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Bikeshare President & COO, Benjamin Trevino

May 09, 2016

Pedal Power: Changing the Way Honolulu Commutes

Photos by Bikeshare Hawai‘i

Across dense urban communities around the world, from Paris to New York and beyond, commuters are embracing bike sharing as a new method of daily transportation.

By taking vehicles off the road and creating a culture where exercise is seamlessly interwoven into our everyday lives, we're revolutionizing not only the ways we commute, but the way we live. In the not-too-distant future, Honolulu will be the latest city to embrace the power of the pedal. In the interview below, Benjamin Trevino, president and COO of Bikeshare Hawaii, explains why Honolulu is the perfect model for Bikeshare, how both the state, city, and private sector supported the initiative, and how he sees his venture rolling out.

With all of changes currently occurring in Honolulu, coupled with our traffic congestion issues, it seems like Bikeshare would make a lot of sense for this city.

That's right. I think there are a lot of reasons why Honolulu is a perfect place for Bikeshare. We have a dense urban center where a lot happens in about a five-mile radius between Waikiki and Chinatown. Studies have shown that most of our daily commutes in this area are within just three miles. We also have great weather here! As a sustainable form of transformation with health and community benefits, we think Bikeshare really makes a lot of sense for Honolulu. It's really surprising that it hasn't happened yet, to be honest. It's a great place to be outside and we're looking forward to introducing it to the community. At the end of the day, we all know how it feels to sit in traffic and as the city continues to develop and we bring in more tourists, we think our model can really help our quality of life.

So how does the model actually work?

Essentially, Bikeshare is a network of publicly accessible bikes. There are docking stations that house the bikes and kiosks where you can rent the bikes located throughout the city. You can both pick up and drop off a bike at any one of the stations in the network, making it easy to commute and run errands, or if you like, go for a recreational ride.

How many stations are you expecting to roll out?

We have 150 stations between Waikiki and Chinatown with 1,400 bikes total. So there's a station about every 900 feet, which makes it easy to get to within a block or so wherever you want to go in the city.

How much does it cost to rent a bike?

We're still in the planning phase, but we'll have three types of pricing: One is a pay-as-you-go model where you're only charged a few dollars for taking out a bike, based on the time you have the bike. The other option is a bulk purchase, where you would buy a certain number of minutes or hours that would never expire, so it's always right there when you need it. There will also be a monthly pass option as well. The idea is that it should be extremely affordable, with most of us spending just a few dollars or less to get where we need to be. For people who use it frequently, most won't be paying more than $20 a month to incorporate Bikeshare into their daily lives.

How far along is this program?

We don't have a firm launch date as of yet, but I can tell you that we're getting close. We hope to have an announcement on the start up date in a few months. Currently, we'd like to do some kind of demo and trial in the lead up. The World Conservation Congress, which brings in world leaders and sustainability advocated together, is coming to Honolulu in early September and we would love to have something to show by then.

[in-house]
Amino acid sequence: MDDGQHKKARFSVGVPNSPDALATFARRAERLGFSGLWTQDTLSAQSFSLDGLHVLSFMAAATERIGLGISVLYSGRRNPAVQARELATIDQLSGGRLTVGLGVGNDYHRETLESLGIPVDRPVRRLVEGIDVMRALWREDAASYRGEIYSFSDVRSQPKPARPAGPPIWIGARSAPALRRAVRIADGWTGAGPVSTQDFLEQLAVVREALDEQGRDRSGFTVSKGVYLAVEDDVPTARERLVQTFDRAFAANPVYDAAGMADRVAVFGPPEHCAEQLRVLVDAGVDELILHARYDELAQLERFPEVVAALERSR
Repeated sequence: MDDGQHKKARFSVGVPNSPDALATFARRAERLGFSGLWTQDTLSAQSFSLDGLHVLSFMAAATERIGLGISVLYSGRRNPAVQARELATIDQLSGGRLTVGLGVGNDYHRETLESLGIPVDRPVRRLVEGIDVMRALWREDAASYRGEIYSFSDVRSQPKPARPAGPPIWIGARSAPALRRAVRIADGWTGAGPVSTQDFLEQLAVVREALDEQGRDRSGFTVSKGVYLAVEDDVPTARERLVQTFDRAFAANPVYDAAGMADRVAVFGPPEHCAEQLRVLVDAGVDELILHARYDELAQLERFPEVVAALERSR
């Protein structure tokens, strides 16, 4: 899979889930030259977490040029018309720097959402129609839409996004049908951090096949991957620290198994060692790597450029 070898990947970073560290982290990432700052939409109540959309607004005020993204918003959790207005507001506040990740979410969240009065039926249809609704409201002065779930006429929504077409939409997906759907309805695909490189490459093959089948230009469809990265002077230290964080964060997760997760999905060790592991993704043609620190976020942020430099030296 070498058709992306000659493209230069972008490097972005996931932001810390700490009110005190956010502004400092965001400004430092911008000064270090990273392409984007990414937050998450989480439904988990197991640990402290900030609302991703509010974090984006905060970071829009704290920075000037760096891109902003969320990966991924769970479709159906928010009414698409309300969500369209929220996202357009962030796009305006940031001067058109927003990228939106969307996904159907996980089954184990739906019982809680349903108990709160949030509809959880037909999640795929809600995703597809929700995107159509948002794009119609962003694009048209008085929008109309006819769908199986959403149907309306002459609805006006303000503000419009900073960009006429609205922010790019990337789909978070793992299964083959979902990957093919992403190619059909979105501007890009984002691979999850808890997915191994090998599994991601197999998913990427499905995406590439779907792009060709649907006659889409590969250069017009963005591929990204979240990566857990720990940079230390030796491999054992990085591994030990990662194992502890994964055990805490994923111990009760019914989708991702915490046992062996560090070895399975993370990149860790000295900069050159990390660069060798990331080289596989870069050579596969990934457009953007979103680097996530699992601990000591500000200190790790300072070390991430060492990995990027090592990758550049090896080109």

This is a model that's been successfully used across the world, correct?

Yes, for sure. There have been some pretty significant success stories right here in the United States. New York City, which launched their program a few years ago, City Bike, gets 10 million rides a year and the system is set to double. DC has a very successful system, too. They have a great mix of recreational users who use the bikes to visit monuments and museums, but there's also commuters as well. Those are two of the big domestic success stories. Minneapolis has a great success story as well. And they're only open during the warm-weather months. A lot of great ideas have come out of the Minneapolis model. Their art and creative scene has really embraced the concept.

What about theft? Is that going to be a big issue?

There are three parts in our strategy to prevent theft. The way the bikes lock into the docking station makes it almost impossible to take them. The next line of defense is that the parts these bikes use can't be stripped down and sold. They're unique to these specific bikes, so you can't turn them into parts. Third, when anyone checks out a bike, there's always some kind of ID, like a credit card, on file. Because you're being charged by the time you're using it, you won't want to keep it for too long.

Has the government been supportive?

Both the city and state have been very helpful. The Department of Transportation from the city has been behind us for some time and so has the State's Department of Health, along with a lot of other departments, to help us receive grant funding to get this going. It's been great. But the private sector, including the Ward Village Foundation, has also been hugely supportive to seeing this through. It's an exciting time to live in Honolulu, that's for sure. There's a lot of change in the air and we're thrilled to have the help and support of the entire community.

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